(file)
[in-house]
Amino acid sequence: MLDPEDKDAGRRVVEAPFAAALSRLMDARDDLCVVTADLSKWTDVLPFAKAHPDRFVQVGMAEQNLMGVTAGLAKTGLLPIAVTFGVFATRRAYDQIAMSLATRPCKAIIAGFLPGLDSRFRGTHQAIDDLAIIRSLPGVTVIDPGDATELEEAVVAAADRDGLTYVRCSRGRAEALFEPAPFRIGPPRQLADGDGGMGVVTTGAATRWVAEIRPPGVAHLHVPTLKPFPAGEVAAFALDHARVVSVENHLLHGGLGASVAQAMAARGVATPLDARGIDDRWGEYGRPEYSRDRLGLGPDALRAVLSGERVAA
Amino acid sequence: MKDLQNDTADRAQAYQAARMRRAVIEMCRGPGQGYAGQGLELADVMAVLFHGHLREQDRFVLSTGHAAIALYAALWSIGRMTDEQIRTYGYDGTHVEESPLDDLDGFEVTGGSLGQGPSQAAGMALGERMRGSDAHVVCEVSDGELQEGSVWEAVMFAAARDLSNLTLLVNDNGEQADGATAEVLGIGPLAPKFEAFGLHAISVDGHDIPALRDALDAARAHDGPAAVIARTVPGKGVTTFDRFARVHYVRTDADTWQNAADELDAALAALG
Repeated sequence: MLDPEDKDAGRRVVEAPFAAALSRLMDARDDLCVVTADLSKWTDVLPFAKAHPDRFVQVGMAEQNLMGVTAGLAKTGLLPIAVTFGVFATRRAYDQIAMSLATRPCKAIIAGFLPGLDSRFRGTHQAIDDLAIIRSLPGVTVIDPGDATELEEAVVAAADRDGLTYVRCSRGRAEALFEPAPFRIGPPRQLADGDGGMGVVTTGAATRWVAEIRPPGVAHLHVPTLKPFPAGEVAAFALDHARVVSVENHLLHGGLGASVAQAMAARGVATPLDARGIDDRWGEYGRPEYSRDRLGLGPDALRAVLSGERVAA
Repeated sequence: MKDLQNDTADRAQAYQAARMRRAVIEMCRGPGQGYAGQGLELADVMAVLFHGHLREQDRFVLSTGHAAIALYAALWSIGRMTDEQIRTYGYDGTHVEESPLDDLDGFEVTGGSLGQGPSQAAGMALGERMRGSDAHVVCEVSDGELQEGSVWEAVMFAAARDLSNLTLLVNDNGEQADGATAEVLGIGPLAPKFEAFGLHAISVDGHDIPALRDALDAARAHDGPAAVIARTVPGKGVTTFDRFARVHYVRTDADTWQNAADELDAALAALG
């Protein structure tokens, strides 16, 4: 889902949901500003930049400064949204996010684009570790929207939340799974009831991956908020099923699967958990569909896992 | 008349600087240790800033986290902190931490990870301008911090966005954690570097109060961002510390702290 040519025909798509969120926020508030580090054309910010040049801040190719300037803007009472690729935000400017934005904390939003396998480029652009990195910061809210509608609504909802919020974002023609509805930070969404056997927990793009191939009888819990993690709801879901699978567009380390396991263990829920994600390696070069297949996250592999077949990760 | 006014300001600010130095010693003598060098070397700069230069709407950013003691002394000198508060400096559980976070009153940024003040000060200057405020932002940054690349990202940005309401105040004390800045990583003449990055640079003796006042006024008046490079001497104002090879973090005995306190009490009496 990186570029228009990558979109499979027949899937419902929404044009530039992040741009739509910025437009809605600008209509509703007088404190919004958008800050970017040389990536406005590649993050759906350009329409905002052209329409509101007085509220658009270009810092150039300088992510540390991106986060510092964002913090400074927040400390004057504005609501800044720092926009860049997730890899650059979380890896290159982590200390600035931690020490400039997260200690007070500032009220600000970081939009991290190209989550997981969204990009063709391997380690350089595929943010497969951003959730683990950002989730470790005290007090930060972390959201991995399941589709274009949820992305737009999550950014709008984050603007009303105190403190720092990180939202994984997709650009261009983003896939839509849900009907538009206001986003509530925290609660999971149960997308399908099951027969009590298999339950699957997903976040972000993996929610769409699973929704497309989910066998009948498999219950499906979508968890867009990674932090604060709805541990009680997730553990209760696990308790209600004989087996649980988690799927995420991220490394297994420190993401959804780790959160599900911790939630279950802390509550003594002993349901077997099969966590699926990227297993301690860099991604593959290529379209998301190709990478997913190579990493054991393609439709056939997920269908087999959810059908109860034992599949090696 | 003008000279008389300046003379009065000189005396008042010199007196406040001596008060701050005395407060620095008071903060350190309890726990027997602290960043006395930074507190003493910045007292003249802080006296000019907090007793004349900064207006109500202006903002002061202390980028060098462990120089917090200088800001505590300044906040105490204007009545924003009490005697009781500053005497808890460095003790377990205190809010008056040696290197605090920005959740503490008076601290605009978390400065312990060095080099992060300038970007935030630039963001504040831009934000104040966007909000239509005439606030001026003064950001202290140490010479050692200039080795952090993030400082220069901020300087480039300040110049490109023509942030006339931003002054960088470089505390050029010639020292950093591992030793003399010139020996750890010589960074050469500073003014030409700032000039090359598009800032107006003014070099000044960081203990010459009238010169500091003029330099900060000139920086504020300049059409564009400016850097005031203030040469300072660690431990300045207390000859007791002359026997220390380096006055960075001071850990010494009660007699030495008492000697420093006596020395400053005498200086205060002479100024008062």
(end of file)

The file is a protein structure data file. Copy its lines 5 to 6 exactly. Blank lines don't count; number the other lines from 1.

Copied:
Repeated sequence: MKDLQNDTADRAQAYQAARMRRAVIEMCRGPGQGYAGQGLELADVMAVLFHGHLREQDRFVLSTGHAAIALYAALWSIGRMTDEQIRTYGYDGTHVEESPLDDLDGFEVTGGSLGQGPSQAAGMALGERMRGSDAHVVCEVSDGELQEGSVWEAVMFAAARDLSNLTLLVNDNGEQADGATAEVLGIGPLAPKFEAFGLHAISVDGHDIPALRDALDAARAHDGPAAVIARTVPGKGVTTFDRFARVHYVRTDADTWQNAADELDAALAALG
């Protein structure tokens, strides 16, 4: 889902949901500003930049400064949204996010684009570790929207939340799974009831991956908020099923699967958990569909896992 | 008349600087240790800033986290902190931490990870301008911090966005954690570097109060961002510390702290 040519025909798509969120926020508030580090054309910010040049801040190719300037803007009472690729935000400017934005904390939003396998480029652009990195910061809210509608609504909802919020974002023609509805930070969404056997927990793009191939009888819990993690709801879901699978567009380390396991263990829920994600390696070069297949996250592999077949990760 | 006014300001600010130095010693003598060098070397700069230069709407950013003691002394000198508060400096559980976070009153940024003040000060200057405020932002940054690349990202940005309401105040004390800045990583003449990055640079003796006042006024008046490079001497104002090879973090005995306190009490009496 990186570029228009990558979109499979027949899937419902929404044009530039992040741009739509910025437009809605600008209509509703007088404190919004958008800050970017040389990536406005590649993050759906350009329409905002052209329409509101007085509220658009270009810092150039300088992510540390991106986060510092964002913090400074927040400390004057504005609501800044720092926009860049997730890899650059979380890896290159982590200390600035931690020490400039997260200690007070500032009220600000970081939009991290190209989550997981969204990009063709391997380690350089595929943010497969951003959730683990950002989730470790005290007090930060972390959201991995399941589709274009949820992305737009999550950014709008984050603007009303105190403190720092990180939202994984997709650009261009983003896939839509849900009907538009206001986003509530925290609660999971149960997308399908099951027969009590298999339950699957997903976040972000993996929610769409699973929704497309989910066998009948498999219950499906979508968890867009990674932090604060709805541990009680997730553990209760696990308790209600004989087996649980988690799927995420991220490394297994420190993401959804780790959160599900911790939630279950802390509550003594002993349901077997099969966590699926990227297993301690860099991604593959290529379209998301190709990478997913190579990493054991393609439709056939997920269908087999959810059908109860034992599949090696 | 003008000279008389300046003379009065000189005396008042010199007196406040001596008060701050005395407060620095008071903060350190309890726990027997602290960043006395930074507190003493910045007292003249802080006296000019907090007793004349900064207006109500202006903002002061202390980028060098462990120089917090200088800001505590300044906040105490204007009545924003009490005697009781500053005497808890460095003790377990205190809010008056040696290197605090920005959740503490008076601290605009978390400065312990060095080099992060300038970007935030630039963001504040831009934000104040966007909000239509005439606030001026003064950001202290140490010479050692200039080795952090993030400082220069901020300087480039300040110049490109023509942030006339931003002054960088470089505390050029010639020292950093591992030793003399010139020996750890010589960074050469500073003014030409700032000039090359598009800032107006003014070099000044960081203990010459009238010169500091003029330099900060000139920086504020300049059409564009400016850097005031203030040469300072660690431990300045207390000859007791002359026997220390380096006055960075001071850990010494009660007699030495008492000697420093006596020395400053005498200086205060002479100024008062």